General health checks do not reduce the number of deaths from cardiovascular disease or cancer, a new study has found.
They do, however, increase the number of new diagnoses, the researchers said.
Health checks were defined as screening for more than one disease or risk factor in more than one organ system offered to a general population unselected for disease or risk factors.
Authors from the Nordic Cochrane Centre in Denmark carried out a review of a total of 14 trials that looked at systematic health checks.
The studies had between 1 and 22 years of follow-up. Nine of the 14 trials had data on mortality and included 182,880 participants, 11,940 of whom died during the study period.

(more…)

Good night’s sleep ‘key to performing well in exams’

Monday, November 26th, 2012

Loss of sleep due to all-night study sessions to prepare for final exams actually work against students striving to perform well, a sleep specialist has claimed.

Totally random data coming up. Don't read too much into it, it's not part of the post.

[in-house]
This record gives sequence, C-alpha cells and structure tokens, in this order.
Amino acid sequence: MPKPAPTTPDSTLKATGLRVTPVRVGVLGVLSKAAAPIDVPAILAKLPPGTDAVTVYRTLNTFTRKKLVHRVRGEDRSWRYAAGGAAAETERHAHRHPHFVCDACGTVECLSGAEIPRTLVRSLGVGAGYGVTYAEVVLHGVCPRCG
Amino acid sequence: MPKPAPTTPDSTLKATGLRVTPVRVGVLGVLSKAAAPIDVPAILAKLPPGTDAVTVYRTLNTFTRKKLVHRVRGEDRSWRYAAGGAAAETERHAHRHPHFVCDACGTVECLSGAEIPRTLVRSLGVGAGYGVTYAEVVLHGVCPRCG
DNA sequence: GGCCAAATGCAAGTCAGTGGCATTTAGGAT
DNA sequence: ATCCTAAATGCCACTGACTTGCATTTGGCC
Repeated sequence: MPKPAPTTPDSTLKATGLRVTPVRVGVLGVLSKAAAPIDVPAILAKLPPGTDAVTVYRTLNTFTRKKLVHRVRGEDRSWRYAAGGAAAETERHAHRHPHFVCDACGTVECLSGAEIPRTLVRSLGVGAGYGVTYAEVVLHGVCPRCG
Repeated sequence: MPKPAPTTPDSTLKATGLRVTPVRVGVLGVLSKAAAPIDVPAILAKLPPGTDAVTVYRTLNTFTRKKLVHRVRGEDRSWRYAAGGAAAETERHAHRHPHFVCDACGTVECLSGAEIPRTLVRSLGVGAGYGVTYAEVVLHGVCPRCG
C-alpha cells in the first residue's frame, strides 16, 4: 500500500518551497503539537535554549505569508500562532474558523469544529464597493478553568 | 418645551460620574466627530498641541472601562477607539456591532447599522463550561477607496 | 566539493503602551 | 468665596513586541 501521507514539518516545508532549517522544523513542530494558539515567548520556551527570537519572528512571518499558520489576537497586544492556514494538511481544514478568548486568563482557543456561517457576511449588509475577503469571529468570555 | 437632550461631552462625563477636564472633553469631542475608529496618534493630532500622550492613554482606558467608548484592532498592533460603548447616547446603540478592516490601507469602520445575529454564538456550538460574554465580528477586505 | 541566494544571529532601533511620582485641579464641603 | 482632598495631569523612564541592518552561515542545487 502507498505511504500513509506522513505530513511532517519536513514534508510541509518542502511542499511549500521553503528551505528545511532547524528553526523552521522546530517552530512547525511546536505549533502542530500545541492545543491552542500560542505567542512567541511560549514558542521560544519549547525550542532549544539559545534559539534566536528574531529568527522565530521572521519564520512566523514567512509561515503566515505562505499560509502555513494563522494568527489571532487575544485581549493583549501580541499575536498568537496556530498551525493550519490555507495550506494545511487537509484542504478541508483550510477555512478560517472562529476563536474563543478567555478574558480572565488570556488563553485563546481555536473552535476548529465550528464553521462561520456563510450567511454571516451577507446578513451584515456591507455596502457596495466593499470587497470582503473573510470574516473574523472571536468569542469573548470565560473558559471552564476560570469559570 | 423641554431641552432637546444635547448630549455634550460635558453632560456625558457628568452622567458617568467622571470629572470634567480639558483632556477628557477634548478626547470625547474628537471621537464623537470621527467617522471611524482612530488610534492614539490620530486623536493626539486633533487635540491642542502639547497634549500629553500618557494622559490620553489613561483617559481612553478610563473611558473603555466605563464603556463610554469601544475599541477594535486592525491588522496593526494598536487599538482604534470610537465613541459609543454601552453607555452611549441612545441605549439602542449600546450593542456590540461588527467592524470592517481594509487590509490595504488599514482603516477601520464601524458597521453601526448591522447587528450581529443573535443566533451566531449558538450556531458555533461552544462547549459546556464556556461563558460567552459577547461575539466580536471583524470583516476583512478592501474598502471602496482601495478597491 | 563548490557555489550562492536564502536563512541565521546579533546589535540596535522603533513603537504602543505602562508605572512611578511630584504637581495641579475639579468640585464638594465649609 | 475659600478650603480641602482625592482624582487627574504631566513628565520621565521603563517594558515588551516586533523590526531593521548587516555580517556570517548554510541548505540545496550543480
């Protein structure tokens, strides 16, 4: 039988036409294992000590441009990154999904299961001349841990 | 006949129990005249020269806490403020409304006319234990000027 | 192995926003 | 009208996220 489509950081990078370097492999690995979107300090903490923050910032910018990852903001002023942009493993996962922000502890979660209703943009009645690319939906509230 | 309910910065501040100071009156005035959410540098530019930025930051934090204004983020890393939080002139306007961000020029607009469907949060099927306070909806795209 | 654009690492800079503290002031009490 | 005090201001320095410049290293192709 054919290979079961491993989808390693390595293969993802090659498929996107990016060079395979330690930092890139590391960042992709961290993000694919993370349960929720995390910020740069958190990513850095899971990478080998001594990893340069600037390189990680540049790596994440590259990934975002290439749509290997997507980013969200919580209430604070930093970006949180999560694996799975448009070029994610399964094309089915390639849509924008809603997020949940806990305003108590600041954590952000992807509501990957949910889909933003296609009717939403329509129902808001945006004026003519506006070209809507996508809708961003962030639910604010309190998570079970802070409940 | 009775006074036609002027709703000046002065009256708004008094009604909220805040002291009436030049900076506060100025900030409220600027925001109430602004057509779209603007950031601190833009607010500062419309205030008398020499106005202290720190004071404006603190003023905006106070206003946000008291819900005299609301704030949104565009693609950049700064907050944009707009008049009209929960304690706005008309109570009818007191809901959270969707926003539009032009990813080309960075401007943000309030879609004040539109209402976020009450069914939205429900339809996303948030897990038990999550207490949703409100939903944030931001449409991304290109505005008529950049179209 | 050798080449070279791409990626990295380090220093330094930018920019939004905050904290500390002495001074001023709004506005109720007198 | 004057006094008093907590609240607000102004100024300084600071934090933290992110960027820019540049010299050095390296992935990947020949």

Dr. Philip Alapat, medical director, Harris Health Sleep Disorders Center, and assistant professor at Baylor College of Medicine, recommends students to instead study throughout the semester, set up study sessions in the evening and get at least 8 hours of sleep the night before exams.

“Memory recall and ability to maintain concentration are much improved when an individual is rested,” Alapat said.

“By preparing early and being able to better recall what you have studied, your ability to perform well on exams is increased,” he said.

While college-aged students ideally should get 8-9 hours of sleep a night, truth is that most generally get much less.

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Exercise helps relax from holiday stress